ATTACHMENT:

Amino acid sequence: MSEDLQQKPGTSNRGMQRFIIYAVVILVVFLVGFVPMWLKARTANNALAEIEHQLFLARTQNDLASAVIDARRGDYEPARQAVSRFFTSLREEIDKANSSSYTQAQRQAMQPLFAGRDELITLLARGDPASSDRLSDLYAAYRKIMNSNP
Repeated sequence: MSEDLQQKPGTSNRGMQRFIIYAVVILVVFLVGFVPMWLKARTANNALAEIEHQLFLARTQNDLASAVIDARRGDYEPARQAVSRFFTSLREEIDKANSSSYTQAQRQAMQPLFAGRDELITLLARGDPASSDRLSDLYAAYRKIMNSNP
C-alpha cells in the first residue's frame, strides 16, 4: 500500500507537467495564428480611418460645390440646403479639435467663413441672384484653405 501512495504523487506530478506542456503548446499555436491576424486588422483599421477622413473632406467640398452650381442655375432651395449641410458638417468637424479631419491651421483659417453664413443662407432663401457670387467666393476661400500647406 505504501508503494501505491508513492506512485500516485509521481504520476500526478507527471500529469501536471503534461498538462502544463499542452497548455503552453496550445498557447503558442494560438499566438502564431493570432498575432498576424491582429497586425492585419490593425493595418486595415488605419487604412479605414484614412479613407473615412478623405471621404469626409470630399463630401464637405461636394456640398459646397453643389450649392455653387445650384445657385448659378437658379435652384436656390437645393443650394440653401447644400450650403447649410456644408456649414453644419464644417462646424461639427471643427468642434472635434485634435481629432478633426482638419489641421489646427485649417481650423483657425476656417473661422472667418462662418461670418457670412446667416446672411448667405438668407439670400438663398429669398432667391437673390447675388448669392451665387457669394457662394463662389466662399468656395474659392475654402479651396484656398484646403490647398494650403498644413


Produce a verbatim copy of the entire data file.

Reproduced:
Amino acid sequence: MSEDLQQKPGTSNRGMQRFIIYAVVILVVFLVGFVPMWLKARTANNALAEIEHQLFLARTQNDLASAVIDARRGDYEPARQAVSRFFTSLREEIDKANSSSYTQAQRQAMQPLFAGRDELITLLARGDPASSDRLSDLYAAYRKIMNSNP
Repeated sequence: MSEDLQQKPGTSNRGMQRFIIYAVVILVVFLVGFVPMWLKARTANNALAEIEHQLFLARTQNDLASAVIDARRGDYEPARQAVSRFFTSLREEIDKANSSSYTQAQRQAMQPLFAGRDELITLLARGDPASSDRLSDLYAAYRKIMNSNP
C-alpha cells in the first residue's frame, strides 16, 4: 500500500507537467495564428480611418460645390440646403479639435467663413441672384484653405 501512495504523487506530478506542456503548446499555436491576424486588422483599421477622413473632406467640398452650381442655375432651395449641410458638417468637424479631419491651421483659417453664413443662407432663401457670387467666393476661400500647406 505504501508503494501505491508513492506512485500516485509521481504520476500526478507527471500529469501536471503534461498538462502544463499542452497548455503552453496550445498557447503558442494560438499566438502564431493570432498575432498576424491582429497586425492585419490593425493595418486595415488605419487604412479605414484614412479613407473615412478623405471621404469626409470630399463630401464637405461636394456640398459646397453643389450649392455653387445650384445657385448659378437658379435652384436656390437645393443650394440653401447644400450650403447649410456644408456649414453644419464644417462646424461639427471643427468642434472635434485634435481629432478633426482638419489641421489646427485649417481650423483657425476656417473661422472667418462662418461670418457670412446667416446672411448667405438668407439670400438663398429669398432667391437673390447675388448669392451665387457669394457662394463662389466662399468656395474659392475654402479651396484656398484646403490647398494650403498644413